The 2011 World Energy Outlook
(WEO) released there highlights the challenge. Investments of US$40 billion per year, about five times that of 2009, will be required to extend modern energy access to all by 2030.
In the oil market
, demand—driven by non-OECD economies— continues to grow, leading to declining oil stocks that could underpin stubbornly high prices in 2012. Demand estimates for 2012 are shrouded in economic uncertainty, and some outstanding supply risks remain, such as the timing of the restoration of full Libyan oil production. Tight oil markets do not respond well to even small shocks, so 2012 may turn out to be bumpy.
But the biggest worry is that such uncertainties, together with altered government spending priorities, will discourage or delay near-term investments which are so crucial to meeting rising energy demand over the medium and longer term. The 2011 WEO includes a deferred investment case in the Middle East and North Africa which looks at the implications of one third less investment in 2012 with a gradual return to normal over several years. The projected result is an oil price spike to $150 per barrel or higher five years down the line.
Looking at gas
, transit issues on Europe’s periphery continue to loom large. And in the wider global market, liquefied natural gas supply growth is likely to fall off in 2012, leading to a significant tightening in that market. In the US, however, the ongoing shale-gas revolution is likely to continue as a game-changer in the short term. There is no doubt that gas will play an important role in the energy mix in the coming decades, and there is good reason to believe that we are entering a “Golden Age of Gas”. Still, environmental or other concerns could derail the shale gas revolution in the US and other countries.
Uncertainties around “game-changers”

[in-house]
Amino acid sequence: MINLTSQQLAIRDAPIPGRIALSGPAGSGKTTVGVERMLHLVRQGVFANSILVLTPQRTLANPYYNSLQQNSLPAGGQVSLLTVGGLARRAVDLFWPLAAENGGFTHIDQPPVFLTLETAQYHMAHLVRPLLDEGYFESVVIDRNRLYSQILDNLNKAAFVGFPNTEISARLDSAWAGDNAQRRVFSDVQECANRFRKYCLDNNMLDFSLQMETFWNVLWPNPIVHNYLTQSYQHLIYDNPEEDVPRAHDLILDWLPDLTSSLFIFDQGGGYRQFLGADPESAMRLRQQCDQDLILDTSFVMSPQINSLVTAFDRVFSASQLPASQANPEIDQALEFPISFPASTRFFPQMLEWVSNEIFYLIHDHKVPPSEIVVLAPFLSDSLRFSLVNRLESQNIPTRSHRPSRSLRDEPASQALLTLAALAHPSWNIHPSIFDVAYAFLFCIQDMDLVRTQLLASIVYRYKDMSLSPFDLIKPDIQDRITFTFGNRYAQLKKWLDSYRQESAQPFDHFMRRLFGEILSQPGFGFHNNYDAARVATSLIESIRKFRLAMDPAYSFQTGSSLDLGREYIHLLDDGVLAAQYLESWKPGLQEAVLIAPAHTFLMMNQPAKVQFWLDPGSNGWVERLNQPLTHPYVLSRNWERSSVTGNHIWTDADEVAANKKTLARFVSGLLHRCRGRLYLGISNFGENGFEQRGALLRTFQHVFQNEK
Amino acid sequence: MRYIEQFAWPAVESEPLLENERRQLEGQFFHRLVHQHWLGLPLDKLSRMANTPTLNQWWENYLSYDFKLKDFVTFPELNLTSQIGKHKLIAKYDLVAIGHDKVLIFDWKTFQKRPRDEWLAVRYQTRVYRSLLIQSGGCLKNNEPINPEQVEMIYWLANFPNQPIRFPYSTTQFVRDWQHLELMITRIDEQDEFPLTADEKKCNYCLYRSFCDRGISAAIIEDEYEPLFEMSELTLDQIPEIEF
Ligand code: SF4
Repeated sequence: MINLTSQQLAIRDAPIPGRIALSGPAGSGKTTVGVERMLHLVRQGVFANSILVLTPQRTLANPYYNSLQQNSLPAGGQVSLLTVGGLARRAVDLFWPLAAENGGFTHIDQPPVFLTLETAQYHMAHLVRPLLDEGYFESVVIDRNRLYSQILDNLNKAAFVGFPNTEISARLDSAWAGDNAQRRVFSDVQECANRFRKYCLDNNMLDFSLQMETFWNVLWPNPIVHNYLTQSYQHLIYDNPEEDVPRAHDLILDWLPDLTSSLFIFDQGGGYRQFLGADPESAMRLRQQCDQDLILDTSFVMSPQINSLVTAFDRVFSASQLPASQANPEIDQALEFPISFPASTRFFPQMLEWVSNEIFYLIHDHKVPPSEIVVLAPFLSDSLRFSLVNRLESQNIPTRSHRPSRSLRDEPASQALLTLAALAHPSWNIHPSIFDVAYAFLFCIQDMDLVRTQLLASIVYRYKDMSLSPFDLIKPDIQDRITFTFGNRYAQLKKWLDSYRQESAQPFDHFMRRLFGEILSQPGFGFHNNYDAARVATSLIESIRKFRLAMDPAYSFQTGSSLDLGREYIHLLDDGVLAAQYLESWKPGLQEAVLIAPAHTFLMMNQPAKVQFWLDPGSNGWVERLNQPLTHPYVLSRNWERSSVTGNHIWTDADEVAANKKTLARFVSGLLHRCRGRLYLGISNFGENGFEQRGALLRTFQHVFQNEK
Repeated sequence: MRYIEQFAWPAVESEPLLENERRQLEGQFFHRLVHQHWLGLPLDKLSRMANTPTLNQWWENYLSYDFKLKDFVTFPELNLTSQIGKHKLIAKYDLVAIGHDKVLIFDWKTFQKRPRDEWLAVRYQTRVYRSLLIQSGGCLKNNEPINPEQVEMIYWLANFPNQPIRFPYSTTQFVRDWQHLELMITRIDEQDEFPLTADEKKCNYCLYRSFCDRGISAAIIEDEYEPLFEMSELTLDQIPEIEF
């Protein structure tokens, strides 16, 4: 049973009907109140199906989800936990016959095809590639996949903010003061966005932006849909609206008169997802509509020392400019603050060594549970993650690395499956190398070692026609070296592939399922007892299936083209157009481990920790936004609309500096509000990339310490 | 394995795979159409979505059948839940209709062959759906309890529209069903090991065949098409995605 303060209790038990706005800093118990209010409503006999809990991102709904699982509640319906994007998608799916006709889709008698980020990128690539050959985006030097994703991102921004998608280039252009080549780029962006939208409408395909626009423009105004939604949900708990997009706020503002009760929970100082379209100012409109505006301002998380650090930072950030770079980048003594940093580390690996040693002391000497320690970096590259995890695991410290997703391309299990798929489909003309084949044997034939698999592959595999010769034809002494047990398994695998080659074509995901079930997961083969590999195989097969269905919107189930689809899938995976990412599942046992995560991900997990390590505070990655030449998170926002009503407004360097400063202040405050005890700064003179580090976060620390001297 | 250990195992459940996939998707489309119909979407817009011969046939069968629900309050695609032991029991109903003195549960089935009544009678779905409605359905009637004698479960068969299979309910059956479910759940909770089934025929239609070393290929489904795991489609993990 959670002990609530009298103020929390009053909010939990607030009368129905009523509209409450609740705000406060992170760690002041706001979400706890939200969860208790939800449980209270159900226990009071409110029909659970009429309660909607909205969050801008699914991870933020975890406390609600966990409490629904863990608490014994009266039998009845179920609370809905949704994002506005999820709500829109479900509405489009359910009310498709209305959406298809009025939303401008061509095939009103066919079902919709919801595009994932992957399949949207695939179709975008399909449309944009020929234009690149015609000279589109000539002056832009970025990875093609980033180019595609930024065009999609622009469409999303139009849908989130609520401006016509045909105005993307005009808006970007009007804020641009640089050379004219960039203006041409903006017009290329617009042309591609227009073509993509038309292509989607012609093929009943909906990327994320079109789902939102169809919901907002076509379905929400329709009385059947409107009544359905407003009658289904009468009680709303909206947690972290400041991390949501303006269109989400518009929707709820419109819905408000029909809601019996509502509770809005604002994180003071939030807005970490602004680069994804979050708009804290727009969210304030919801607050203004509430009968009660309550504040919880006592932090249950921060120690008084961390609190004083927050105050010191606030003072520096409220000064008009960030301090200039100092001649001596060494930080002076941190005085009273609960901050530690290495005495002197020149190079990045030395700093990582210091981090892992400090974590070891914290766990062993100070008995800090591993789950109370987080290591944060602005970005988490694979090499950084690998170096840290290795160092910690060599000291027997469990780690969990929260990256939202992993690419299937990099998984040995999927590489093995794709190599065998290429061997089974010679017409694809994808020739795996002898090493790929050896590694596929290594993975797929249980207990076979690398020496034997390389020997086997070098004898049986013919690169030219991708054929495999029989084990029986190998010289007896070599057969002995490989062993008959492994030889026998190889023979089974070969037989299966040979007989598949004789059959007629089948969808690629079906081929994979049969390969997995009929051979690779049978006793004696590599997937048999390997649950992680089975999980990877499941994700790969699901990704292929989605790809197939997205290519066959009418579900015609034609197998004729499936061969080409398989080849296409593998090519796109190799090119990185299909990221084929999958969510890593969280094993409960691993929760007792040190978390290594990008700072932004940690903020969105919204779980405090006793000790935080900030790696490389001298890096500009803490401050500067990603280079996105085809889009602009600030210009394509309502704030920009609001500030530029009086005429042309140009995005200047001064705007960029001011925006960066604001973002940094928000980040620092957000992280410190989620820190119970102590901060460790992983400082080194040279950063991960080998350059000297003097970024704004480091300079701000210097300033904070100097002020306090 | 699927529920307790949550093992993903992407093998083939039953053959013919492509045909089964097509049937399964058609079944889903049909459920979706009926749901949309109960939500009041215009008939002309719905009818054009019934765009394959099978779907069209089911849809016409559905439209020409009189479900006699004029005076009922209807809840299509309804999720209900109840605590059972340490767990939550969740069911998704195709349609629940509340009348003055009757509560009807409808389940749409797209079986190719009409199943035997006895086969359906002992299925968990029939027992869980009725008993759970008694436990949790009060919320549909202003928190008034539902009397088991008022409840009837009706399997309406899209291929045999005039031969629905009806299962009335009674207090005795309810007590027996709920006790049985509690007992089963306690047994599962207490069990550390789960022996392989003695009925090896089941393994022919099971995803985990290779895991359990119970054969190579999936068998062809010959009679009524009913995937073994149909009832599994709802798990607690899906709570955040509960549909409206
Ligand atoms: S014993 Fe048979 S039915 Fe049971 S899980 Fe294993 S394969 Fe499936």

in the power market go beyond gas; the share of coal-fired power in China, and also the growth of renewable energy, will depend on both strong policy commitment and technological developments over the coming years. Power markets in Europe on the other hand will have to handle the impacts of the German nuclear moratorium imposed after Fukushima. In normal circumstances the electricity capacity balance should be able to cope, but a cold windless winter could push the limits. And consumers will most likely pay higher prices for their power. We also expect that fossil fuel consumption and CO2 emissions will increase.
These short-term uncertainties do not bode well for climate change mitigation
, underscoring the need for bold policy action. The year 2012 is the last year of the Kyoto Protocol’s first commitment period. Countries and industry in Kyoto countries will have to finalise their plans to comply with their emission goals, and carbon markets are one option to ensure compliance. Budding exchanges, for example in Australia and by mid-decade possibly in China, are a good sign that Europe will be joined by significant economies—and emitters. But carbon markets are also subject to the wider economic turmoil, and the carbon price must be sufficient to affect major investment decisions.
Nevertheless, carbon pricing, in various forms, will be key to promoting energy efficiency as well as new technologies. These and other incentives, such as flexible feed-in tariffs, will require significant political will in an environment of such uncertainty.
The door is closing
to achieving climate change goals which limit temperature increases to 2°C, and on our current path by 2017 we will have “locked in” the energy sector’s carbon allowance. To stay on the 2°C path, all subsequent energy investment would have to be carbon neutral.
The 2011 WEO also shows that delaying action is a false economy: for every $1 of investment in cleaner technology that is avoided in the power sector before 2020, an additional $4.30 would need to be spent after 2020 to compensate for the increased emissions.
The sooner we get going, the easier and cheaper our task will be.